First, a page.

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Archive Of The Category "General"
Physics of Failure vs:  Chemistry of Failure

Physics of Failure vs: Chemistry of Failure

Adam / December 15, 2017

The term “Physics of Failure” is used when referring to the underlying mechanism that has driven a failure mode.  I have issue with the words “Physics” in this phrase as a “catch all.”  This implies we are only working with physical or kinematic interactions when studying product wear-out. Wear-out failures are rooted in chemistry as well.  Most electronic failures are chemistry based.   If a failure can be tracked back to a material property change, dielectrics, brittleness, transformation (oxidation), strength loss based on property change without fatigue, we have a chemistry…

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Influencing the Organization

Influencing the Organization

Adam / December 08, 2017

It can be hard as a reliability engineer to influence the greater organization.  Reliability engineers have that awkward dynamic of not just executing the tools they are expert in but directing others to incorporate them into their own process.  If the perception is that reliability engineers only instruct others what to do, like a coach, then the perception may be that “they don’t have skin in the game”. If they take complete ownership of reliability activities the effectiveness of any tools influence on the product greatly diminishes. “DfR principle #1, You can’t “Design for Reliability” if the design team…

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The forever outfit, and a car for “right now”

The forever outfit, and a car for “right now”

Adam / November 30, 2017

I didn’t create this image but I thought it was an interesting idea. A consumer has captured  a niche group of manufactures that are basing their brand on “service for life.”  The forever outfit.

I saw this the same day that Tesla came out with their semi truck announcement.  A few things that caught my attention from that announcement was how they emphasized reliability and low maintenance in their product profile.  “The brake pads will last forever” and “The drivetrain has a 1 million mile warranty.”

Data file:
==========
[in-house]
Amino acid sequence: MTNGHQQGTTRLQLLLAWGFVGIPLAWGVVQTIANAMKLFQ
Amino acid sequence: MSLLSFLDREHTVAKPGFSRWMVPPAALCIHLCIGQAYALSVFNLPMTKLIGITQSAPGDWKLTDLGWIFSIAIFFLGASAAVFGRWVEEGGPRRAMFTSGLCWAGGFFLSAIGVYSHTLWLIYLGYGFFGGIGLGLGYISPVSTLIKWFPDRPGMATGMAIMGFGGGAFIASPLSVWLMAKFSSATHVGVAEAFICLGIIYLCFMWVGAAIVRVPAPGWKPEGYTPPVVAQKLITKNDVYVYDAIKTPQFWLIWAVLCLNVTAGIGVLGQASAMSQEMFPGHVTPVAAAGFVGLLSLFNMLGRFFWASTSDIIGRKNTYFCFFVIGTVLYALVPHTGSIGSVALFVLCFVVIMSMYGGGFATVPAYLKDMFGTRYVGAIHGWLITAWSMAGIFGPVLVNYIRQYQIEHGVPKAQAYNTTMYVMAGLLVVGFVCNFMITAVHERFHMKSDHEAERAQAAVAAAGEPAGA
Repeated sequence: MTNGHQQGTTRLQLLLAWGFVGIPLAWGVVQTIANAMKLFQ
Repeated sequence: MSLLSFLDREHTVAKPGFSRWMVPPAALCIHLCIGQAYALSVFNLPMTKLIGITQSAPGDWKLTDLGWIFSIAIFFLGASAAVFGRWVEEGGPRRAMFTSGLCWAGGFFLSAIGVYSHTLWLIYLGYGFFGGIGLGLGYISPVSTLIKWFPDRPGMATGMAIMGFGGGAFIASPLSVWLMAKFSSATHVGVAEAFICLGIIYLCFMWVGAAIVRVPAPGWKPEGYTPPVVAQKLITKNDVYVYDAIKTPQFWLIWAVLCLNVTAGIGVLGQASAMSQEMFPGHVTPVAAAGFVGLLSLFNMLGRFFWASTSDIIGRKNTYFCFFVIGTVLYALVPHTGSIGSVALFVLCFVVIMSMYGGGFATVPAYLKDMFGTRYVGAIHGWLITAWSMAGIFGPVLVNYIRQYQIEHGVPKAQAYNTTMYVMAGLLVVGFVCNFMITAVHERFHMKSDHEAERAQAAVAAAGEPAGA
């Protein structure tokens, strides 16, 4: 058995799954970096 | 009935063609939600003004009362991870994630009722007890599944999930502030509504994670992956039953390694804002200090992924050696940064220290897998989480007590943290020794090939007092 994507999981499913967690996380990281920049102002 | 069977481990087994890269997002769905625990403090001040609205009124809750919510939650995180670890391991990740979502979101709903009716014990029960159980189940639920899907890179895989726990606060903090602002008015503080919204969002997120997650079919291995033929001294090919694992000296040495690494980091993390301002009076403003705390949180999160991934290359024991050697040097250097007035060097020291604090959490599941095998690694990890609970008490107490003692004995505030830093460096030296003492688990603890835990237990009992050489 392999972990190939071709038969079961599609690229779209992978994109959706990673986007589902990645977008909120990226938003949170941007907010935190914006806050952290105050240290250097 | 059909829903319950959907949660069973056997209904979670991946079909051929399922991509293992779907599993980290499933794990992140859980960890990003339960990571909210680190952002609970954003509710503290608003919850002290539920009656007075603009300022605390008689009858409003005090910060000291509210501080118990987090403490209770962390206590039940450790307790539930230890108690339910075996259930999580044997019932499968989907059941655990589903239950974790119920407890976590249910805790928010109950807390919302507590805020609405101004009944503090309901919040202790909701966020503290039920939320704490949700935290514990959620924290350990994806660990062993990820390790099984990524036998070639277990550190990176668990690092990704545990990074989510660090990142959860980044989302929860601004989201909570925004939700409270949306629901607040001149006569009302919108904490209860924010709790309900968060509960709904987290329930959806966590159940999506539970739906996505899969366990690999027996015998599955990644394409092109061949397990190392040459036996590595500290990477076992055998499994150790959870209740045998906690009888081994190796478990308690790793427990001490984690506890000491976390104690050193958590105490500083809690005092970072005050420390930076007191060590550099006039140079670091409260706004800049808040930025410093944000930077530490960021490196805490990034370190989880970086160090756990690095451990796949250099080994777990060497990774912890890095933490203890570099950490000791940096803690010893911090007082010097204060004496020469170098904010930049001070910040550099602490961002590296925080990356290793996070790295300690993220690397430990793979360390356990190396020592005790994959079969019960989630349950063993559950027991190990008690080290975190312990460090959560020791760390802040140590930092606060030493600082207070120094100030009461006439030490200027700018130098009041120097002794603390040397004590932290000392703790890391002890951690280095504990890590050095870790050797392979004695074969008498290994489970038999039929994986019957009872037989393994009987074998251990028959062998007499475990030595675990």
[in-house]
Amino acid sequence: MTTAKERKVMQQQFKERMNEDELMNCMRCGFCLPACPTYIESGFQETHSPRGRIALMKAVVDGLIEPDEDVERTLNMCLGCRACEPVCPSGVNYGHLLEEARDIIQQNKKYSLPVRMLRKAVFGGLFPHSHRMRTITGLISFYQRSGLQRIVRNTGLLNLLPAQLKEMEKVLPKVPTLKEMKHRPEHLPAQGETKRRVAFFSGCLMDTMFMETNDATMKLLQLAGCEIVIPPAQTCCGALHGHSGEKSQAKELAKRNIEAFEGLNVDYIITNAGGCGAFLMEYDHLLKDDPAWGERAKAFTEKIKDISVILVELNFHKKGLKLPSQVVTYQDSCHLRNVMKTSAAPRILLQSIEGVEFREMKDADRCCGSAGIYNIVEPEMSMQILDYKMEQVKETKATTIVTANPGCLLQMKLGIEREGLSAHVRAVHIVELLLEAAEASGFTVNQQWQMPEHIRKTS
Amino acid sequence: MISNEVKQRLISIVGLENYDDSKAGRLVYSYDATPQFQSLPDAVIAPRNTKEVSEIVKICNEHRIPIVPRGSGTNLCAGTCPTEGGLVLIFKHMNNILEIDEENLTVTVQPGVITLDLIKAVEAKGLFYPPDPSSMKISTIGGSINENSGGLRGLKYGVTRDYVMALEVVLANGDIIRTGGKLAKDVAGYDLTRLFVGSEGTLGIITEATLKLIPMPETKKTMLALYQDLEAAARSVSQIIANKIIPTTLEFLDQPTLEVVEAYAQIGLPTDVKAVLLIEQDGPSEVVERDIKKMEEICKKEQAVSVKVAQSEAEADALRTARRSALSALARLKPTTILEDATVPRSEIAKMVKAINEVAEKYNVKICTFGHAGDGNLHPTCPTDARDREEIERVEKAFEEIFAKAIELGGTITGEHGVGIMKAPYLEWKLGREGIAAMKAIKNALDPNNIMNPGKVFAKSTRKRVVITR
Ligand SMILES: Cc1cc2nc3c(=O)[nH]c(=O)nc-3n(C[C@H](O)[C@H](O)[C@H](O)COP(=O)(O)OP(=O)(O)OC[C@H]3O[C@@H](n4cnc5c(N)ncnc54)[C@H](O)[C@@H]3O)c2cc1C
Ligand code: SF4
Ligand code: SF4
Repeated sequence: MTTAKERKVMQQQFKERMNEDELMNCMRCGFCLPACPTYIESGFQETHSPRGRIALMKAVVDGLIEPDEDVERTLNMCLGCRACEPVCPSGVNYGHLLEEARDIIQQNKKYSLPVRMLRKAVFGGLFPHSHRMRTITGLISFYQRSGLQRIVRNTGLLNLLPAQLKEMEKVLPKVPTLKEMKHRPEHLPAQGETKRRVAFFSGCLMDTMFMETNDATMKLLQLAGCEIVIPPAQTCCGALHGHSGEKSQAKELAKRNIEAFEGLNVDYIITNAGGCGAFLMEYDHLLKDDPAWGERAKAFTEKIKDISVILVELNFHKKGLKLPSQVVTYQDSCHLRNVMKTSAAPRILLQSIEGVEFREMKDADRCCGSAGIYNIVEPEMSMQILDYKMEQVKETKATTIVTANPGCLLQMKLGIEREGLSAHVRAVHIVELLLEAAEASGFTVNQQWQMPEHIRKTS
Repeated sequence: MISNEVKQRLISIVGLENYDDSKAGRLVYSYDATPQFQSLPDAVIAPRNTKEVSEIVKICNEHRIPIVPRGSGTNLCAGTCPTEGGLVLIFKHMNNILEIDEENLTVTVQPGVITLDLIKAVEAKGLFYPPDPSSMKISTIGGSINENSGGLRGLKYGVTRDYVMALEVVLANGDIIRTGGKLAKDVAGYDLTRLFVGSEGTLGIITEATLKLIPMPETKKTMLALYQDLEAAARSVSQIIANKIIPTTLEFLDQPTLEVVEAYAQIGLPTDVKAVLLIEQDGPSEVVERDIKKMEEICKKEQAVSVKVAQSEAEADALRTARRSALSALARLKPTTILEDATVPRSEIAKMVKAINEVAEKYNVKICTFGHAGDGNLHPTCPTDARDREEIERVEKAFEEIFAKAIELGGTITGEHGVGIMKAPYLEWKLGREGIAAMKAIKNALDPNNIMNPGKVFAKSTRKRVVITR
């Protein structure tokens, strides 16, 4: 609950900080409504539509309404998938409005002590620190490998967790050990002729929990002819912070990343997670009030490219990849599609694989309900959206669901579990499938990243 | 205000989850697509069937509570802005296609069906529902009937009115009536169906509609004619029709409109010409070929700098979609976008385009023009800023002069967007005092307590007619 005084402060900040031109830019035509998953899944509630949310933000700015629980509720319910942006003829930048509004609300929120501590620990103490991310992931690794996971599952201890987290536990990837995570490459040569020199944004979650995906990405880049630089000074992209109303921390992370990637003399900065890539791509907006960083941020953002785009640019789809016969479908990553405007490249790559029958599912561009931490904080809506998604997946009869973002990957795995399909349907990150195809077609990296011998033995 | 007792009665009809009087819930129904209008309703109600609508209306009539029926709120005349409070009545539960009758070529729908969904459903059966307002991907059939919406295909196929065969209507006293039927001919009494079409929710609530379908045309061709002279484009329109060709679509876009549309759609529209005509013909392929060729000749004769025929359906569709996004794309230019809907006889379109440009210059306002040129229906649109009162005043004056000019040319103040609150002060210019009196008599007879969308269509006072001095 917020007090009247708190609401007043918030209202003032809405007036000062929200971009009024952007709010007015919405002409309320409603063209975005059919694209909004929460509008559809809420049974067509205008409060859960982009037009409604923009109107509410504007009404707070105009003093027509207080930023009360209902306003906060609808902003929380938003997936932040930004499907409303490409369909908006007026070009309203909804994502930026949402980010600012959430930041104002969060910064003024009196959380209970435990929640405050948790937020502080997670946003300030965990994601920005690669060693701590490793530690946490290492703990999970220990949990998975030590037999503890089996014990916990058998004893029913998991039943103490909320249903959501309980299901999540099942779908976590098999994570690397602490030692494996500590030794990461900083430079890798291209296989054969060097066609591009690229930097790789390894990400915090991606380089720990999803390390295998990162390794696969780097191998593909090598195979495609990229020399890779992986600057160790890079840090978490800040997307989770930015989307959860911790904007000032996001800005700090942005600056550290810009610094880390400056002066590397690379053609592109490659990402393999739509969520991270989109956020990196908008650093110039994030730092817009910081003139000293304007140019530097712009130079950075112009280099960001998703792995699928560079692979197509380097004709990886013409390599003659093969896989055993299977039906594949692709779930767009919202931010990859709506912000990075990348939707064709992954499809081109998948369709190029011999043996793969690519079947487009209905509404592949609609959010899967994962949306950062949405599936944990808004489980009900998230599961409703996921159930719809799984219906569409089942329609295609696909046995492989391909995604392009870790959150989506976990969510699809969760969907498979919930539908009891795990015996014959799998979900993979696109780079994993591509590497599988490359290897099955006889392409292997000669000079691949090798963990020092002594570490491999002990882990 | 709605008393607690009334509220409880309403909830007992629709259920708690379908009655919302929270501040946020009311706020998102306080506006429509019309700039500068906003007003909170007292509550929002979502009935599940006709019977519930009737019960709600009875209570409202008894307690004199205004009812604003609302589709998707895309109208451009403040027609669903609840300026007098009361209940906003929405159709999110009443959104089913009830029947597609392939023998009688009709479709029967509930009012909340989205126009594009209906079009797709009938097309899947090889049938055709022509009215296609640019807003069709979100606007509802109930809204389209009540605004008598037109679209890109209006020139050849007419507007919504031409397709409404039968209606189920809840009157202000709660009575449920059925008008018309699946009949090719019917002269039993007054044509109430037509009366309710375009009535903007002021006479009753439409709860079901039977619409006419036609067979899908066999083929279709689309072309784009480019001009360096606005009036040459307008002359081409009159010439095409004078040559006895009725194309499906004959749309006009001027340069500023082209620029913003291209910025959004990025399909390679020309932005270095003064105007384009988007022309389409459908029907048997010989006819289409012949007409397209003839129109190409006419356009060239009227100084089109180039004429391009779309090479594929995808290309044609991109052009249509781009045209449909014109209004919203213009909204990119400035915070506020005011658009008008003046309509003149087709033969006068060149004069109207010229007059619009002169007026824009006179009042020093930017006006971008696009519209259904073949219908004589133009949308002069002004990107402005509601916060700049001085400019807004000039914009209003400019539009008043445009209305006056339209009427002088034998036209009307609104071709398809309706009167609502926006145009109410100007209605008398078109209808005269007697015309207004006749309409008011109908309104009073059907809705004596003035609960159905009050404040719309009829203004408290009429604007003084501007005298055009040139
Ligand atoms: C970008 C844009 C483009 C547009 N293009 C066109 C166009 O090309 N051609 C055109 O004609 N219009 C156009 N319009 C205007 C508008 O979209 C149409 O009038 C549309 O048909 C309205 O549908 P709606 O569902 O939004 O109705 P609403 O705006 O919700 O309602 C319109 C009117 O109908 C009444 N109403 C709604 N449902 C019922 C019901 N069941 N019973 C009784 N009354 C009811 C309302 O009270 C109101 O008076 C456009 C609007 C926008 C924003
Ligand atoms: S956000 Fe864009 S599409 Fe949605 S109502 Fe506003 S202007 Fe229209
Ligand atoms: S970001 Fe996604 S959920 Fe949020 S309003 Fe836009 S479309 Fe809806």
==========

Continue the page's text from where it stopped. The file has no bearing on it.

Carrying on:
The interesting part of this is…

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Is this the same as that?

Is this the same as that?

Adam / November 23, 2017

A common tool for comparing if two populations are the same is the “student t-test.”  This is often used in reliability, and science, if we want to investigate if a factor has caused a change in a respnse.

A population was assembled in location “A”.  Another population was assembled in location “B”.  Population “A” has an average defect rate of 4%.  Population “B” has an average defect rate of 5.5%. Does the location of assembly affect defect rate?  That’s just a big argument unless we can project the statistical likelihood that what we have measured is not just an overlap…

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The Bane of Our Existence

The Bane of Our Existence

Adam / November 16, 2017

The bane of our existence is one thing, generating enough data to demonstrate statistical confidence.  Every reliability engineer, every project manager, every Director and VP all have the same moment of panic in a new product development program.  In synchronicity they put their head in their hand.  It’s when the required number of test units and calendar time to demonstrate a required confidence in the reliability goal is calculated.  It’s usually about ten times more units than can be acquired and about two times longer than the entire product development program timeline.

It’s important to note that this is a…

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Language is The Tragedy of Reliability

Language is The Tragedy of Reliability

Adam / November 08, 2017

I was teaching a class on Reliability 101 a few years ago and it turned out to be one of those great classes where debate and discussion would just pop up all over the place.  I frequently start my classes with “If I end up being the only one speaking today I am going to take that as an indication of complete failure in having engaged you in this material.”  So I was loving that this group were starting to debate each other on the material we were covering.  I wasn’t even in some of the conversations.  This rich…

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Supplier’s Reliability Responsibility

Supplier’s Reliability Responsibility

Adam / November 02, 2017

We, as developers, create designs that we call “our own.”  Rarely are the materials for our in-house manufacturing process raw steel, rubber, and glass, like Henry Ford had feed into the Ford factory in 1930. Our manufacturing process receives a mix of materials and fully functional sub assemblies from other technology companies. It’s unlikely the PCB electronic components, bearings, motors, gears, drivetrains, sensors, power supplies, harnesses are ours. Why would you design any of these with so many options available made by specialists?  This results in us having little input…

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